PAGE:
AKA ‘How did we get here?’
I lift my eyes to the mountains, where does my help come from? My help comes from the Lord, the Maker of heaven and earth,
Thursday, June 30, 2019 was the first time I heard the genetic mutation CDH1 and Hereditary Diffuse Gastric Cancer. It was the day our world started to change. My mother-in-law was diagnosed with pancreatic cancer in November 2018 and wanted to do genetic testing to help her children and grandchildren. I was there for her genetic counselor appointment and learned of the severity of the CDH1 genetic mutation.
This mutation in my husband’s mom meant he and his two brothers would need to be tested for the genetic mutation. June 10 brought a blood draw and waiting for results for Collin. Cue ALL the google searches for CDH1 genetic mutation and HDGC…most led us to the No Stomach For Cancer website (https://www.nostomachforcancer.org), blogs and individuals who ran marathons and completed triathlons, that was a huge comfort…people can live active lifestyles without a stomach!
One brother received his negative result while we waited and we were so thankful.
June 19 would change our lives, Collin received a call at 4:55pm to tell him he has the genetic mutation and would need to see a genetic counselor and have a total gastrectomy. We were to receive a call within a day or two referring us to a genetic counselor closer to our home. We didn’t so over the weekend we started our own research on doctors and surgeons to help us. I reached out to someone I found though an online search and she responded with helpful information and a recommendation to her surgeon (the same one we had seen others recommend). Monday brought more waiting and then I started calling MD Anderson for an appointment. They had one that Thursday, June 26! What a blessing, thank you God for getting Collin in quickly!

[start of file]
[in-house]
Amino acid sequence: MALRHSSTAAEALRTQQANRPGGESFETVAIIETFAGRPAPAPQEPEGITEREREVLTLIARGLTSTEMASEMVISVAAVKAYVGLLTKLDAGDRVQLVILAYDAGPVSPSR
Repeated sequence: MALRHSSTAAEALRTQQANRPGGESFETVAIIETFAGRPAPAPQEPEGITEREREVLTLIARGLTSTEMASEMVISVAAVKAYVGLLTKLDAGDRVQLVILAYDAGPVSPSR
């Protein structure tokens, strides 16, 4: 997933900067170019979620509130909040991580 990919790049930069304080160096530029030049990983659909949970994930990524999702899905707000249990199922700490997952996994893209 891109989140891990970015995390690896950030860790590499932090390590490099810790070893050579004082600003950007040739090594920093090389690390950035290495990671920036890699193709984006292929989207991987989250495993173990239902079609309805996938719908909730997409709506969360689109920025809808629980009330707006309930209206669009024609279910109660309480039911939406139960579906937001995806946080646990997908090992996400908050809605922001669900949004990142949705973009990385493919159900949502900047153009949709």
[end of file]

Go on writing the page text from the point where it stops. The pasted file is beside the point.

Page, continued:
We went to see a genetic counselor and surgeon on June 26, the same recommendation was given to us. This genetic mutation carries an 80% risk of developing Hereditary Diffuse Gastric Cancer in males. The solution is a total gastrectomy, taking the entire stomach out; therefore negating the risk of stomach cancer. The problem is that the cancer can be present and growing without symptoms for a while, allowing it to spread and become fatal.
So, where does all this leave us? We have made the decision to move forward with a total gastrectomy in August. This decision is not made lightly but with consulting physicians, 70 stomach biopsies taken recently, prayer…lots and lots of prayer and wise counsel. Collin has decided to be proactive and take the risk out of the equation.
Surgery will be 4-5 hours, he will be in patient at the hospital for one week and be in Houston (close to the hospital) for one week and off work for about 6 weeks total.
Is this rare? Is it hard? What about life after this? Yes, it’s rare and we are grateful for a great surgeon and the knowledge to do something about it now. What a gift we have been given, the opportunity to make a decision. Yes, it’s hard and scary. There are a lot of unknowns but we know who holds us. Life will be different after this and will be full of dietary changes and learning what fuels Collin’s body best.
Collin’s other brother is negative as well, praising God for this!
#nostomachforcancer #cdh1 #hdgc #totalgastrectomy